HomeGeneralThe Centenary Running of The Arc de Triomphe and Its Rich History
October 8, 2020
The Centenary Running of The Arc de Triomphe and Its Rich History
Last weekend saw the centenary running of one of the world’s most famous horse races, “The Prix De l’Arc de Triomphe” at the opulent Paris racecourse – Longchamp. It was probably one of the most bazaar renewals of the race in its rich history since its first running in 1920. In 2019 it was hotly forecast that the race would be won for a third time by the same horse, something never before achieved, a real milestone in the race’s history, as only a very few had even managed to win the race twice. It was not to be. Enable, the mare in question failed, although she did come second. It was expected that she would be sent to the stud paddocks. However, only a few days following Enable’s defeat, did the connections announce that the mare would stay in training for another year with her target being that elusive third victory in The Arc. The racing world went nuts, and although very nearly a year away, pundits around the world were salivating at the thought of what might happen.
Longchamp, being in the cultural and fashionable city of Paris has always been a magnate for the rich and famous. Throughout its history, it has been “The” place to be seen. In fact, for the movers and shakers of France, it was really matter of necessity to be seen at Longchamp rather than not. It became the stage to vault one’s personal social standing in society.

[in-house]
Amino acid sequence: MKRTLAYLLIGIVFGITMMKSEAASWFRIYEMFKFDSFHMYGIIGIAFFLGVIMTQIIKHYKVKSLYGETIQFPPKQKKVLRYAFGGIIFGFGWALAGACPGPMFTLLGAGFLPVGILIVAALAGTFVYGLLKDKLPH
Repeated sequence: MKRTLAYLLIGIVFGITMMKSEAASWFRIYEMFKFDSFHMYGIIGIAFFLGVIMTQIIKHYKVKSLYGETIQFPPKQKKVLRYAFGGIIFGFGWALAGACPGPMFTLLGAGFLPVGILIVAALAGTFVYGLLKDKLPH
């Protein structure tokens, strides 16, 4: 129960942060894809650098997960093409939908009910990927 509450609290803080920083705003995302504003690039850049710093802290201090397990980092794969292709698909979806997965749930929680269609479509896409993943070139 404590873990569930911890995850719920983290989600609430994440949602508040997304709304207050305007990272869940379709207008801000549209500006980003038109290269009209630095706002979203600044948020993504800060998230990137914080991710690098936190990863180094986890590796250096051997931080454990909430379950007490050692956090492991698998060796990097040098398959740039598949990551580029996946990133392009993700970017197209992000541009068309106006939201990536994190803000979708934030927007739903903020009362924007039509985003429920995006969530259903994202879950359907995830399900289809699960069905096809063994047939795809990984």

The Arc de Triomphe metamorphosed from two races, first run in 1863, The Grand Prix de Paris for three year olds only. This idea was not the brainchild of a single person, but in true French post revolution times, by committee of the Societe d’Encouragment, the ruling body of French racing at the time. The French had always been very protective of their horse racing and this race was the first ever to allow non-French trained runners. Thirty years later, a new race was sanctioned, The Grand Prix du Conseil Municipal was run in October and had the same rules as the Grand Prix de Paris, except was open to all ages over three, and horses would be allocated weight to carry dependant on their age. It was to be run over 2,400 meters, (1 ½ miles), but colts had to be entire.
When the world was entering the decadent 1920s era, the Grand Prix de Paris and the Grand Prix du Conseil were amalgamated to have the best race in the world, with mind boggling prize money. In celebration of the end of The First War, the race was named The Prix de L’Arc de Triomphe. Ever since, the race has always been run on the first Sunday of October. The Grand Prix de Paris is still a race in its own right and is run in July at Longchamp, but only for three year olds as was originally decreed and the Grand Prix de Conseil Municipal also still exists today, but is run at Vichy.
There have been many great racehorses to grace and win on the hallowed Paris turf. The race was first run on 3rd October 1920 and the winner, Comrade earned 150,000 francs, a massive amount of money in those days. Until 1982, the Arc was funded by French government money, but since then the race has been sponsored and is today the richest race run on the turf in the world. Since 1982, the race has had four main sponsors including Trust House Forte, Lucian Barrier Hotel Group, CIGA hotel group and in the last few years, Qatar Racing who have continually increased the prize fund. This year was worth over £5 million.